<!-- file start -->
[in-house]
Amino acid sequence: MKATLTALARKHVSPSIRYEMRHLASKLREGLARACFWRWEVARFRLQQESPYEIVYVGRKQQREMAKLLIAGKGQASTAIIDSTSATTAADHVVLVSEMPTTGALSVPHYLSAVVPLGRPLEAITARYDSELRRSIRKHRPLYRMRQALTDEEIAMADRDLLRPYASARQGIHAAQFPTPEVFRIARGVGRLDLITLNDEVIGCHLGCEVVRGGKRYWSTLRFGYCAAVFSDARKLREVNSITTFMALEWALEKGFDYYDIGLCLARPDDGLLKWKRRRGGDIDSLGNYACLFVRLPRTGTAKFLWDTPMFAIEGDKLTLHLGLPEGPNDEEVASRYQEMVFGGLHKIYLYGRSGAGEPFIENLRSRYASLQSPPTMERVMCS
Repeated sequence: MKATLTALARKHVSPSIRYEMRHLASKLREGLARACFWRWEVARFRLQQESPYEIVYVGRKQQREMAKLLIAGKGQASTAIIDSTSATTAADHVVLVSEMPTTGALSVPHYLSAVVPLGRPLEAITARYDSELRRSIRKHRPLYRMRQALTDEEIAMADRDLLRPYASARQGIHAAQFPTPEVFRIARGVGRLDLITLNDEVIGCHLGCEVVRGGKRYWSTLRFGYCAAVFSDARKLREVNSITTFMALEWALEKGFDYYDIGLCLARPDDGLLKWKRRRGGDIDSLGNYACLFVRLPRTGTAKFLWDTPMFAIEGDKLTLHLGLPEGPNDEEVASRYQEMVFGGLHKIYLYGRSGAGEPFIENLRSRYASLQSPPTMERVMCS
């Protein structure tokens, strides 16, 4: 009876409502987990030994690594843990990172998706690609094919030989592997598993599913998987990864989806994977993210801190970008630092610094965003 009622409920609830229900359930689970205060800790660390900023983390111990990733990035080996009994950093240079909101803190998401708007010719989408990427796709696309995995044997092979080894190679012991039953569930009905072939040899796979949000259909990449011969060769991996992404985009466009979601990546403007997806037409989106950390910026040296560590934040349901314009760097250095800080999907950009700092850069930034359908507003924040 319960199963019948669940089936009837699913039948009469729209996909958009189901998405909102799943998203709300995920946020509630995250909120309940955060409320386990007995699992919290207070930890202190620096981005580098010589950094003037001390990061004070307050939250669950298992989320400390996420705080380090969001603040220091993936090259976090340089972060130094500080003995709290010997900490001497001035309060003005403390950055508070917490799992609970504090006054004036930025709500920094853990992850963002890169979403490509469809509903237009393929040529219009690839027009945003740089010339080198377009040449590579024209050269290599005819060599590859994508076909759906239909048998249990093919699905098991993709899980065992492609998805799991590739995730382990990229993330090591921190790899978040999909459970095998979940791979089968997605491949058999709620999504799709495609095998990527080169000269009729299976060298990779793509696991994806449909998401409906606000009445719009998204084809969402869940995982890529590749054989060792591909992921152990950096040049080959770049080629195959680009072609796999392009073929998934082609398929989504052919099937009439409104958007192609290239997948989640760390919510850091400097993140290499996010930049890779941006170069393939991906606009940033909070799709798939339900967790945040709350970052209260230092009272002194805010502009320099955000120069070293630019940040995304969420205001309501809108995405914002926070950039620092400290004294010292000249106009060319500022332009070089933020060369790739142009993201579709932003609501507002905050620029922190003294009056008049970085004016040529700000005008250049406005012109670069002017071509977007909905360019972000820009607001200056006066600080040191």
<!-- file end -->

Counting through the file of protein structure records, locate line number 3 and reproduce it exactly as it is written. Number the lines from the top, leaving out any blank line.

Repeated sequence: MKATLTALARKHVSPSIRYEMRHLASKLREGLARACFWRWEVARFRLQQESPYEIVYVGRKQQREMAKLLIAGKGQASTAIIDSTSATTAADHVVLVSEMPTTGALSVPHYLSAVVPLGRPLEAITARYDSELRRSIRKHRPLYRMRQALTDEEIAMADRDLLRPYASARQGIHAAQFPTPEVFRIARGVGRLDLITLNDEVIGCHLGCEVVRGGKRYWSTLRFGYCAAVFSDARKLREVNSITTFMALEWALEKGFDYYDIGLCLARPDDGLLKWKRRRGGDIDSLGNYACLFVRLPRTGTAKFLWDTPMFAIEGDKLTLHLGLPEGPNDEEVASRYQEMVFGGLHKIYLYGRSGAGEPFIENLRSRYASLQSPPTMERVMCS